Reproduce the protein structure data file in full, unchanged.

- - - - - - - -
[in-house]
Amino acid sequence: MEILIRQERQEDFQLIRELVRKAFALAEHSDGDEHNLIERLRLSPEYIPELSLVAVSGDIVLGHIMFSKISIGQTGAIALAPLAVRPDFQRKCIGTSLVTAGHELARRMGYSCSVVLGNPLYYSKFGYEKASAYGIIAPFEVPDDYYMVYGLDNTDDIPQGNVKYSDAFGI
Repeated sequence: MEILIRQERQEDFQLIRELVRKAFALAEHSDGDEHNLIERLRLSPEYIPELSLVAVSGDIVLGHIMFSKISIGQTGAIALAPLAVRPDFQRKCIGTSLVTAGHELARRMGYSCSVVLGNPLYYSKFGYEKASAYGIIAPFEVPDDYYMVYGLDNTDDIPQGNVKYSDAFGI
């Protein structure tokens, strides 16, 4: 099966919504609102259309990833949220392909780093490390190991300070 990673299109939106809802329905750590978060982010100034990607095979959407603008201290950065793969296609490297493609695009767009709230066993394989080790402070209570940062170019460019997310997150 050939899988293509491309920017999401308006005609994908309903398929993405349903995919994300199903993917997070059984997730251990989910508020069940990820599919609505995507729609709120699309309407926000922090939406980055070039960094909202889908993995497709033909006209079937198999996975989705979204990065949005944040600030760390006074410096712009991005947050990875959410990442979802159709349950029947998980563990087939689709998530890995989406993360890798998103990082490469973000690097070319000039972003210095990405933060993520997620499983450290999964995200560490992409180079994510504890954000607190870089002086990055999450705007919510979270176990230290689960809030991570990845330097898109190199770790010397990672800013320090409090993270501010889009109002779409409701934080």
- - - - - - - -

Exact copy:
[in-house]
Amino acid sequence: MEILIRQERQEDFQLIRELVRKAFALAEHSDGDEHNLIERLRLSPEYIPELSLVAVSGDIVLGHIMFSKISIGQTGAIALAPLAVRPDFQRKCIGTSLVTAGHELARRMGYSCSVVLGNPLYYSKFGYEKASAYGIIAPFEVPDDYYMVYGLDNTDDIPQGNVKYSDAFGI
Repeated sequence: MEILIRQERQEDFQLIRELVRKAFALAEHSDGDEHNLIERLRLSPEYIPELSLVAVSGDIVLGHIMFSKISIGQTGAIALAPLAVRPDFQRKCIGTSLVTAGHELARRMGYSCSVVLGNPLYYSKFGYEKASAYGIIAPFEVPDDYYMVYGLDNTDDIPQGNVKYSDAFGI
């Protein structure tokens, strides 16, 4: 099966919504609102259309990833949220392909780093490390190991300070 990673299109939106809802329905750590978060982010100034990607095979959407603008201290950065793969296609490297493609695009767009709230066993394989080790402070209570940062170019460019997310997150 050939899988293509491309920017999401308006005609994908309903398929993405349903995919994300199903993917997070059984997730251990989910508020069940990820599919609505995507729609709120699309309407926000922090939406980055070039960094909202889908993995497709033909006209079937198999996975989705979204990065949005944040600030760390006074410096712009991005947050990875959410990442979802159709349950029947998980563990087939689709998530890995989406993360890798998103990082490469973000690097070319000039972003210095990405933060993520997620499983450290999964995200560490992409180079994510504890954000607190870089002086990055999450705007919510979270176990230290689960809030991570990845330097898109190199770790010397990672800013320090409090993270501010889009109002779409409701934080």